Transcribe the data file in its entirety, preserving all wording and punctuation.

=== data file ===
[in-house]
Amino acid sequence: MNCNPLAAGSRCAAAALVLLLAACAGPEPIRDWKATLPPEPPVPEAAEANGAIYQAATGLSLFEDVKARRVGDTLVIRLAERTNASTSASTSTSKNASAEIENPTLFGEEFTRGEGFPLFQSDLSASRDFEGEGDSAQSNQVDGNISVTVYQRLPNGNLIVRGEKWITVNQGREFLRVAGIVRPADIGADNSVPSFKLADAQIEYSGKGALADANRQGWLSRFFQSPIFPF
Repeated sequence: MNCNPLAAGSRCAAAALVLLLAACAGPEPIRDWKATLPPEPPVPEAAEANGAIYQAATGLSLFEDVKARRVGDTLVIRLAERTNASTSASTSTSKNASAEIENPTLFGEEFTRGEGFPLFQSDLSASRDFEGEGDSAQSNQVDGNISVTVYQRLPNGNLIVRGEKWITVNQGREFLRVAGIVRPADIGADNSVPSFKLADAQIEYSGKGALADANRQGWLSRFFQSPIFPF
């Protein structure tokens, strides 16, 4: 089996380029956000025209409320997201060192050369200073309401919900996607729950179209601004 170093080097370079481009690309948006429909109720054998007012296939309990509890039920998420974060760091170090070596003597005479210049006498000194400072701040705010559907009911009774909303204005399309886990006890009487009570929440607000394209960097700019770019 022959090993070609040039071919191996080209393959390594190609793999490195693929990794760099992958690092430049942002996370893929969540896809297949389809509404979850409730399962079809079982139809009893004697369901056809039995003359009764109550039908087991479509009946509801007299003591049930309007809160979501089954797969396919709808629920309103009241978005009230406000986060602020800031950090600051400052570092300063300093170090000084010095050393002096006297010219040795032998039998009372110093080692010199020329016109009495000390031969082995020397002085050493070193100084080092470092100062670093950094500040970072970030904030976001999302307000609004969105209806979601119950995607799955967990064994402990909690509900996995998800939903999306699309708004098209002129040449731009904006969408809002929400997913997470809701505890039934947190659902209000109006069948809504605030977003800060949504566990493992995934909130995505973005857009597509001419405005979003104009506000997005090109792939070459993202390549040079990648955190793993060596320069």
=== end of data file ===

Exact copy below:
[in-house]
Amino acid sequence: MNCNPLAAGSRCAAAALVLLLAACAGPEPIRDWKATLPPEPPVPEAAEANGAIYQAATGLSLFEDVKARRVGDTLVIRLAERTNASTSASTSTSKNASAEIENPTLFGEEFTRGEGFPLFQSDLSASRDFEGEGDSAQSNQVDGNISVTVYQRLPNGNLIVRGEKWITVNQGREFLRVAGIVRPADIGADNSVPSFKLADAQIEYSGKGALADANRQGWLSRFFQSPIFPF
Repeated sequence: MNCNPLAAGSRCAAAALVLLLAACAGPEPIRDWKATLPPEPPVPEAAEANGAIYQAATGLSLFEDVKARRVGDTLVIRLAERTNASTSASTSTSKNASAEIENPTLFGEEFTRGEGFPLFQSDLSASRDFEGEGDSAQSNQVDGNISVTVYQRLPNGNLIVRGEKWITVNQGREFLRVAGIVRPADIGADNSVPSFKLADAQIEYSGKGALADANRQGWLSRFFQSPIFPF
């Protein structure tokens, strides 16, 4: 089996380029956000025209409320997201060192050369200073309401919900996607729950179209601004 170093080097370079481009690309948006429909109720054998007012296939309990509890039920998420974060760091170090070596003597005479210049006498000194400072701040705010559907009911009774909303204005399309886990006890009487009570929440607000394209960097700019770019 022959090993070609040039071919191996080209393959390594190609793999490195693929990794760099992958690092430049942002996370893929969540896809297949389809509404979850409730399962079809079982139809009893004697369901056809039995003359009764109550039908087991479509009946509801007299003591049930309007809160979501089954797969396919709808629920309103009241978005009230406000986060602020800031950090600051400052570092300063300093170090000084010095050393002096006297010219040795032998039998009372110093080692010199020329016109009495000390031969082995020397002085050493070193100084080092470092100062670093950094500040970072970030904030976001999302307000609004969105209806979601119950995607799955967990064994402990909690509900996995998800939903999306699309708004098209002129040449731009904006969408809002929400997913997470809701505890039934947190659902209000109006069948809504605030977003800060949504566990493992995934909130995505973005857009597509001419405005979003104009506000997005090109792939070459993202390549040079990648955190793993060596320069």